5. That the proper books of account are maintained by the appellant assessee in the ordinary course of its activities. Most of the books of account were seized by the IT Department at the time of search operation and those books of account are till now in their custody. So the learned CIT could have verified that whether the assesses maintained the proper books of account or not. Further the learned CIT had also neither asked nor issued any notice to the assessee for the production of books of account which were not seized in the search operation. So on the mere suspicion of the learned CIT that the assessee does not maintain the proper books account is not correct ana not sustainable in law.

6. That, in response to the point No. 6 of the show-cause notice of the learned CIT it was clarified that the cash were kept in the, safe locker for the emergency needs. However, the learned CIT was clarified that the cash were kept in the safe locker for the emergency needs. However, the learned CIT was neither interested to know the nature of emergency needs of the assessee nor asked for the explanation of emergency needs of the assessee. So the assumption of the learned CIT that the explanation is only a made up story is not correct and not proper.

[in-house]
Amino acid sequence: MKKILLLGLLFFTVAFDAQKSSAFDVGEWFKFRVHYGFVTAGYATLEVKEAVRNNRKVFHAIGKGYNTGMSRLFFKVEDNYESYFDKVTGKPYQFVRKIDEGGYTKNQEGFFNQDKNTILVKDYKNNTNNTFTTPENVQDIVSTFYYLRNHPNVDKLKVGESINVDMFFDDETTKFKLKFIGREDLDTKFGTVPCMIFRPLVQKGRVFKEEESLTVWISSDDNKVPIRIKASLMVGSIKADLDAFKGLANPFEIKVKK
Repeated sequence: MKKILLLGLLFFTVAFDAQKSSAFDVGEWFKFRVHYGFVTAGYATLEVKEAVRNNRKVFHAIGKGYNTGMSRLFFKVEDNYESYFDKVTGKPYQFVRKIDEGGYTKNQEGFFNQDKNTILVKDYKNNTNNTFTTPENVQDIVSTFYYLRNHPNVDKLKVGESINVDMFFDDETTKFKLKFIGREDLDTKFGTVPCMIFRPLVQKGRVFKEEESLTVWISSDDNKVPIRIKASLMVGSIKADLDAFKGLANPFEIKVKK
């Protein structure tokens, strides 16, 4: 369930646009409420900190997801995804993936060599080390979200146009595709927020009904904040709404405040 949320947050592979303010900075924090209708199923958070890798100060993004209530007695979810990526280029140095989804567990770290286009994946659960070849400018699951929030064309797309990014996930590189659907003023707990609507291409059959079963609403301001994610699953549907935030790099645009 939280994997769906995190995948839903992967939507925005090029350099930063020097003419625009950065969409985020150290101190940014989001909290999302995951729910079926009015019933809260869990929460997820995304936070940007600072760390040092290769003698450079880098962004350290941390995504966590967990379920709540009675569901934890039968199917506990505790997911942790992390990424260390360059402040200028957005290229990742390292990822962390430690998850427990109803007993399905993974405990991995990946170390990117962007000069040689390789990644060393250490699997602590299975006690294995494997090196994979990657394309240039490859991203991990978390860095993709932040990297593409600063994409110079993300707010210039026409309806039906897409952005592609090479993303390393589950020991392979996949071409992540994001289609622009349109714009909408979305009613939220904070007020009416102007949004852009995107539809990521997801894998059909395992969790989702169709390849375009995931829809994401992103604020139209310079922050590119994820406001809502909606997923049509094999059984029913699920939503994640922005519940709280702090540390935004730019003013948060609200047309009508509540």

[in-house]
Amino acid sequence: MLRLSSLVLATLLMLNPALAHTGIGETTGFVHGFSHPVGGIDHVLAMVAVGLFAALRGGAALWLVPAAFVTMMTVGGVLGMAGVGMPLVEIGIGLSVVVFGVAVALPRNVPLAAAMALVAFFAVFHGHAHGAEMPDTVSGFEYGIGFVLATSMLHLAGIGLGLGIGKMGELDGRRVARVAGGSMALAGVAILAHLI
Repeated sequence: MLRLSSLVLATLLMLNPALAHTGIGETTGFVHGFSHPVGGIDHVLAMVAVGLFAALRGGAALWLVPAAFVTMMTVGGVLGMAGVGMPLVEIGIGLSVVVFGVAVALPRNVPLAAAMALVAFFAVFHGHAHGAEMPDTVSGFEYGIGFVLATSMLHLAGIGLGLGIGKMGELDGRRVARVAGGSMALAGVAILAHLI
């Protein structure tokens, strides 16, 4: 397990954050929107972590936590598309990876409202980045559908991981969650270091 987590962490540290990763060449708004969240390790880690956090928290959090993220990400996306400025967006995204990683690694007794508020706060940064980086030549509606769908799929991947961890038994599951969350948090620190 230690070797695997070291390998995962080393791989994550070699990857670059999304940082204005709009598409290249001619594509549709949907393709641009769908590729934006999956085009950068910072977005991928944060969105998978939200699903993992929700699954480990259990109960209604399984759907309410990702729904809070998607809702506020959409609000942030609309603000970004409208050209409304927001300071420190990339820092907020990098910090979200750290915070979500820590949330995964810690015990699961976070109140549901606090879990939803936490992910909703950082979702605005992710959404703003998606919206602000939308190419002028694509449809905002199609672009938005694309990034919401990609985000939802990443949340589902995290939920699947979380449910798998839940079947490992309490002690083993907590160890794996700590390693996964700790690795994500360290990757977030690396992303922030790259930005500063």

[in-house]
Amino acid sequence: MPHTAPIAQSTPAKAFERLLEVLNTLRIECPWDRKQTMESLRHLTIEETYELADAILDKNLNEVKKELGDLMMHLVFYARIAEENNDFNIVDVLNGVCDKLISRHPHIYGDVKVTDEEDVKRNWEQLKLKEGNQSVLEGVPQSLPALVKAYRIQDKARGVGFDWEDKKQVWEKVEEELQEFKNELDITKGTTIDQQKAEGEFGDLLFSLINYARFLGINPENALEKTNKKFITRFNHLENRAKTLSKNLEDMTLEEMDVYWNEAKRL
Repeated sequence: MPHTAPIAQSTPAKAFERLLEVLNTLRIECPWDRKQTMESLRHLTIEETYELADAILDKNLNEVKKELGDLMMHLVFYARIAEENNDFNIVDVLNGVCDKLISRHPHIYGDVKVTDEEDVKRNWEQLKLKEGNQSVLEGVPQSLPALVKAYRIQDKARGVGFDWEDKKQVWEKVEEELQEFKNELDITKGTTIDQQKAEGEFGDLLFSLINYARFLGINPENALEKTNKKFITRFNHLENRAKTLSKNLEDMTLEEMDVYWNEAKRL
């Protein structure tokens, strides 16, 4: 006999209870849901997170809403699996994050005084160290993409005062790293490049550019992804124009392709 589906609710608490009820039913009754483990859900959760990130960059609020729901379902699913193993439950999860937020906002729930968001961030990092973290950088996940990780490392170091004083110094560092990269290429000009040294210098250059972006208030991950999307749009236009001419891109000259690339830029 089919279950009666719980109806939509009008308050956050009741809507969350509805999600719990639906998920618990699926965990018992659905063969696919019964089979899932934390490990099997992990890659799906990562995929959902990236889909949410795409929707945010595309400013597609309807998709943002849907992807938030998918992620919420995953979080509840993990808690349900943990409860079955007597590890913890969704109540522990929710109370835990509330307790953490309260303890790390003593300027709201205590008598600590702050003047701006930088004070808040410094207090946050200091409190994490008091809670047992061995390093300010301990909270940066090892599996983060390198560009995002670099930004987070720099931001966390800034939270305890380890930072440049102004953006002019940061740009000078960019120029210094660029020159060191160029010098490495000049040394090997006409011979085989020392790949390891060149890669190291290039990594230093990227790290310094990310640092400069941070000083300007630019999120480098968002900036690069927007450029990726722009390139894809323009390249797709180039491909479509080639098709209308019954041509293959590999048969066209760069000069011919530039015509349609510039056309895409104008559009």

7. That in para 7 of the submission submitted by the learned CIT it was explained that the lockers in the bank were opened to keep the valuable documents of the society which was not rightly rejected by him is not correct and proper in the eyes of law as well as facts of the case.

8. For these among other reasons to be argued at the time of hearing, the order of the Hon'ble CIT is liable to rejected and registration under s. 12AA is to be restored, to.meet the end of justice."

3. Learned Authorised Representative of the appellant has filed a voluminous paper book containing 509 pages consisting of so many details in order to prove the genuineness of the objective carried on by the assessee. The assessee in this case is a society charitable trust under the Societies Registration Act. It has been granted registration as a trust under the provision of IT Act since long. It has also, been regularly assessed, for the last so many years. In that impugned, case registration has been cancelled by the CIT (Administration) for. the first time consequent upon the search and seizure proceedings.

4. It will not be out of place to mention here that thisi case has been heard twice-once on 27th Sept., 2007 and again on 3rd Oct., 2007 at the request of the learned .Departmental Representative. We treated the first hearing as partly heard and again have given opportunity to the learned Departmental Representative to appear and argue on 3rd Oct., 2007. Accordingly the hearing was concluded on 3rd Oct., 2007. Learned Departmental Representative besides their counter argument in this appeal have also filed one case law of the Tribunal, Amritsar Bench in the case of J and K Bank Priority Sector vs. CIT, contending that this case is squarely applicable in favour of the Revenue and accordingly this issue is to be decided in favour of the Revenue.